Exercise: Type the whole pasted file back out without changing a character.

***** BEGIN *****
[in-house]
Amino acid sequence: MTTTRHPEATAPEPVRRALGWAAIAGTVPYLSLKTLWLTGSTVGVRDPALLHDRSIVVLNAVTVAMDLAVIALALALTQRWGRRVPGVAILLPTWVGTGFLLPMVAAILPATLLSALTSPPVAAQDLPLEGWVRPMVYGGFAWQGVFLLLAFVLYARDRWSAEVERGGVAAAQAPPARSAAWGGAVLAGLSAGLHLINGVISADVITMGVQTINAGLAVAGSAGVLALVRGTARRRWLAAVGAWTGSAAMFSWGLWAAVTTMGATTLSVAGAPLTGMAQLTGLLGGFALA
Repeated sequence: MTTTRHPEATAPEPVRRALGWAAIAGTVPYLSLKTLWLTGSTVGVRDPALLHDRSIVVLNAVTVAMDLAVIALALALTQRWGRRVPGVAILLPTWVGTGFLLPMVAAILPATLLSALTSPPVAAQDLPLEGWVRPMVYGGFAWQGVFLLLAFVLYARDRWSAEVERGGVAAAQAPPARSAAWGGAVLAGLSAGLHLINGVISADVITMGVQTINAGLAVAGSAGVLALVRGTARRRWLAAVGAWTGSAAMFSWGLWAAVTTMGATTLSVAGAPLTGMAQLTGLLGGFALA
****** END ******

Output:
[in-house]
Amino acid sequence: MTTTRHPEATAPEPVRRALGWAAIAGTVPYLSLKTLWLTGSTVGVRDPALLHDRSIVVLNAVTVAMDLAVIALALALTQRWGRRVPGVAILLPTWVGTGFLLPMVAAILPATLLSALTSPPVAAQDLPLEGWVRPMVYGGFAWQGVFLLLAFVLYARDRWSAEVERGGVAAAQAPPARSAAWGGAVLAGLSAGLHLINGVISADVITMGVQTINAGLAVAGSAGVLALVRGTARRRWLAAVGAWTGSAAMFSWGLWAAVTTMGATTLSVAGAPLTGMAQLTGLLGGFALA
Repeated sequence: MTTTRHPEATAPEPVRRALGWAAIAGTVPYLSLKTLWLTGSTVGVRDPALLHDRSIVVLNAVTVAMDLAVIALALALTQRWGRRVPGVAILLPTWVGTGFLLPMVAAILPATLLSALTSPPVAAQDLPLEGWVRPMVYGGFAWQGVFLLLAFVLYARDRWSAEVERGGVAAAQAPPARSAAWGGAVLAGLSAGLHLINGVISADVITMGVQTINAGLAVAGSAGVLALVRGTARRRWLAAVGAWTGSAAMFSWGLWAAVTTMGATTLSVAGAPLTGMAQLTGLLGGFALA